Optic Nerve Coloboma Spectrum

From EyeWiki


Optic Nerve Coloboma Spectrum comprises a spectrum of diseases with overlapping characteristics (cavitation of the optic disc), but overall different clinical findings, etiologies, and associations. Some of the diseases discussed are Optic Disc coloboma, Morning Glory Syndrome, Peripapillary Staphyloma, Pedler Coloboma, and Optic Disc pits.[1]


The nomenclature regarding the spectrum of diseases can be confusing and include “Optic Disc Cavitary Lesions,” “Excavated Optic Disk anomalies,” and “Optic Nerve Coloboma Spectrum.” In the literature and in this EyeWiki we use the terms “Optic Disc” coloboma and “Optic Nerve” coloboma interchangeably.[1]


Management of optic disc excavations is focused on early detection and visual correction for amblyopia (e.g., the trial of patching or early optimal refraction in optic disc coloboma) and awareness of common associations/complications for proactive management (e.g., neuroimaging in morning glory syndrome for associated basoencepholcele). There is no treatment or prevention for cavitary disc anomalies.[1][2]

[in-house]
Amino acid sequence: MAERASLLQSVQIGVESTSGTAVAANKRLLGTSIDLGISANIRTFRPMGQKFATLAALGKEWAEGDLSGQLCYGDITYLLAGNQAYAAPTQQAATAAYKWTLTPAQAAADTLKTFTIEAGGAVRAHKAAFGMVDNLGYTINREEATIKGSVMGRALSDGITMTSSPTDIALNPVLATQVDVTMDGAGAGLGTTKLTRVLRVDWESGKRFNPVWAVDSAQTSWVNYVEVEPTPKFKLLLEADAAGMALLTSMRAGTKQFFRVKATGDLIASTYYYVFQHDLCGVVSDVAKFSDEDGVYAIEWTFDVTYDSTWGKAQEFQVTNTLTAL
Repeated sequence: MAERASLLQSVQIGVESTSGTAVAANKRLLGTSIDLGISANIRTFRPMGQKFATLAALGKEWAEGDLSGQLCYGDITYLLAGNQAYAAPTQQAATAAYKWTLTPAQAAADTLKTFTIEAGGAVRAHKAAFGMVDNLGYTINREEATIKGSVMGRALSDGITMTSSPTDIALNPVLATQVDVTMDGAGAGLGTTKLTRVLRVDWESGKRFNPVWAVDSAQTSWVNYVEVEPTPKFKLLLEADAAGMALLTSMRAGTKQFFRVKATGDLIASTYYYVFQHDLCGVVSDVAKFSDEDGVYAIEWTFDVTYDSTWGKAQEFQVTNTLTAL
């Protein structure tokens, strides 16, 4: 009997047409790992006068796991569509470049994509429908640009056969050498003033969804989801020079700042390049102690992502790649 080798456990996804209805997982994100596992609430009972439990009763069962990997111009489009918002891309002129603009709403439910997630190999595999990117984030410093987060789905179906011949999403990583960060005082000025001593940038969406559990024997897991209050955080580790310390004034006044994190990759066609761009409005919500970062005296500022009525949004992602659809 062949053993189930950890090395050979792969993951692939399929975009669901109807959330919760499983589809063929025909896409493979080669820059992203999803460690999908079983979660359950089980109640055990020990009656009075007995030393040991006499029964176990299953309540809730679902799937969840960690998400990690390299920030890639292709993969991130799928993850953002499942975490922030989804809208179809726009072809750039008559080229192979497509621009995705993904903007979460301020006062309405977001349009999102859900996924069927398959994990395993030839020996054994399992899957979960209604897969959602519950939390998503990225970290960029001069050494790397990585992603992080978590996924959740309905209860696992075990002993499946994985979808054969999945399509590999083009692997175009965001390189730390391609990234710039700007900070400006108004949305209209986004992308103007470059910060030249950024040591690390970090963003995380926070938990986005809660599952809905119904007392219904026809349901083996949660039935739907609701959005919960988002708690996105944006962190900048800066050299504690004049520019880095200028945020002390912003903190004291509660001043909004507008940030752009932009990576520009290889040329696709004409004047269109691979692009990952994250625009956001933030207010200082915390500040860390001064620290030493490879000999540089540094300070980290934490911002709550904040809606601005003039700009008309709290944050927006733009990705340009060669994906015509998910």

Fundus photograph of isolated optic disc coloboma. Photo credit: Lingam G, Sen AC, Lingam V, Bhende M, Padhi TR, Xinyi S. Ocular coloboma-a comprehensive review for the clinician. Eye (Lond). 2021;35(8):2086-2109. doi:10.1038/s41433-021-01501-5; This work is licensed under a Creative Commons Attribution 4.0 International License. No changes were made to this image.

Optic Disc coloboma

Clinical findings/Physical Examination